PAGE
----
Learning Debt Relief Options Early, Including Bankruptcy, Can Avoid Problems Later

In today’s Los Angeles Times, there is a featured story about a dentist, Opanin Gyaami,  still working at age 70 to pay off student loan debt of over $500,000.    He didn’t take out $500,000 in loans, of course.   No, his original principal loan balance was only $50,000, but he repeatedly ignored late notices from the government when he missed payments, so interest and penalties accrued until now he owes more than he will ever pay off.   Moreover, since he apparently let this go to the point where he could not take the loans out of default, he greatly limited his options in terms of consolidation and other programs for repayment

You Are Not Alone

Many people feel overwhelmed with their bills,–not just student loans, but also credit cards, medical, taxes, and so on.  That is understandable.  But being an ostrich and sticking your head in the sand is not going to help you or your creditors.

Dr. Gyaami at one point likely had several options available to him that could have enabled him to take his student loans out of default and then utilize any number of programs, such as an income-contingent or income based repayment plan, which can result in ultimately paying less than 100% of the debt owed.  Bankruptcy was another option he could have considered, although that would required him to prove “undue hardship” which is very difficult.

Seek Information and Help Early

But the point of this blog isn’t just how to discharge student loans inside or outside of bankruptcy.  It is about taking action, being proactive  and learning your options and alternatives when problems arise–not 10 years later.   This doesn’t just apply to financial woes.  I’ve written before about ignoring financial problems being similar to not treating Cancer (see my article on the dangers of waiting too long to file bankruptcy) , but it’s no different than treating a medical problem early before it becomes fatal.   Bankruptcy is an option that can, often times quite painlessly, resolve financial Cancer if done timely.  But regardless of what your best option is, it is important to learn and explore all your options rather than ignoring things like Dr. Gyaami apparently did.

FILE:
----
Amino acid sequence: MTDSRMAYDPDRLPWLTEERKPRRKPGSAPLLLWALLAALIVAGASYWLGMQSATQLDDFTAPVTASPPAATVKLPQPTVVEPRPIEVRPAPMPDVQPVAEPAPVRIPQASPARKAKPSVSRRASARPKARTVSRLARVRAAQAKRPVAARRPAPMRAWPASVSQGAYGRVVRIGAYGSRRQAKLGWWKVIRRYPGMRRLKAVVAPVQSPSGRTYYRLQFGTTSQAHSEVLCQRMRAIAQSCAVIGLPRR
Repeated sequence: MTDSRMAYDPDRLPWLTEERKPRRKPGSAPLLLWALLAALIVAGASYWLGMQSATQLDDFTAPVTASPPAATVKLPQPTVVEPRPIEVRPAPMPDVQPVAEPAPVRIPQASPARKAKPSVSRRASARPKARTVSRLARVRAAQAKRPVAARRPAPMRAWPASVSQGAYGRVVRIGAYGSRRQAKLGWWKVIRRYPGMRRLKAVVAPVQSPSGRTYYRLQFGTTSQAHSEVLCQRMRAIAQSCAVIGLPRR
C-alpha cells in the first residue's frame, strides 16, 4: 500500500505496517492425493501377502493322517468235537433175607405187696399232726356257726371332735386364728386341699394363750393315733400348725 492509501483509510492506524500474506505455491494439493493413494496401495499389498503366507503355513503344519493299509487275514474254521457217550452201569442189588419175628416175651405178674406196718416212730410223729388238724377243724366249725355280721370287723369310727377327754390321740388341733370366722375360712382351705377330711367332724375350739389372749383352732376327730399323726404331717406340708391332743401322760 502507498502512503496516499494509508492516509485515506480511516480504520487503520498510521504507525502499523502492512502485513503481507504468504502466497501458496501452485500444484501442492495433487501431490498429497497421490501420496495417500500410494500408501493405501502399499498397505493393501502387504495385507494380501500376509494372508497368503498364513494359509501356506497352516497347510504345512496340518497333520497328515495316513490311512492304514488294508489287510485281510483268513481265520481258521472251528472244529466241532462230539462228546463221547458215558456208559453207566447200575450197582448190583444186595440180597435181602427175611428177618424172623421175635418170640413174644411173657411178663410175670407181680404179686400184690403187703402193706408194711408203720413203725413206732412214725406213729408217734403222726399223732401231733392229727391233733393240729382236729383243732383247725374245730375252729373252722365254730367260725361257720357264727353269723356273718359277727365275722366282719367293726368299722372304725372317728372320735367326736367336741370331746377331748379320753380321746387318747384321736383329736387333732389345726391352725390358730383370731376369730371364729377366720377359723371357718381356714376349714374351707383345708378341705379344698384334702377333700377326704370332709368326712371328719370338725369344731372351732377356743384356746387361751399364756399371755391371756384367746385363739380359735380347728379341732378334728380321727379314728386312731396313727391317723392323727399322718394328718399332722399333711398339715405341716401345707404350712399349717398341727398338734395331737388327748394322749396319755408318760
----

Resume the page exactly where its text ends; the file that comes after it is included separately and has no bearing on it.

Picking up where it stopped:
Seek out the best sources of information for your problem.  For financial problems, start with an accountant or a bankruptcy attorney.   Perhaps your best option will be simple negotiation with your creditors.  Maybe debt consolidation will be the best thing.   Or, perhaps bankruptcy.   Seeing someone to get information doesn’t obligate you to do anything, anymore than seeing a medical doctor requires you to have surgery.   But you can’t make an informed decision without good information, and ignoring things will at the very least limit your options in the future, if not eliminate them altogether.

Image courtesy of dclay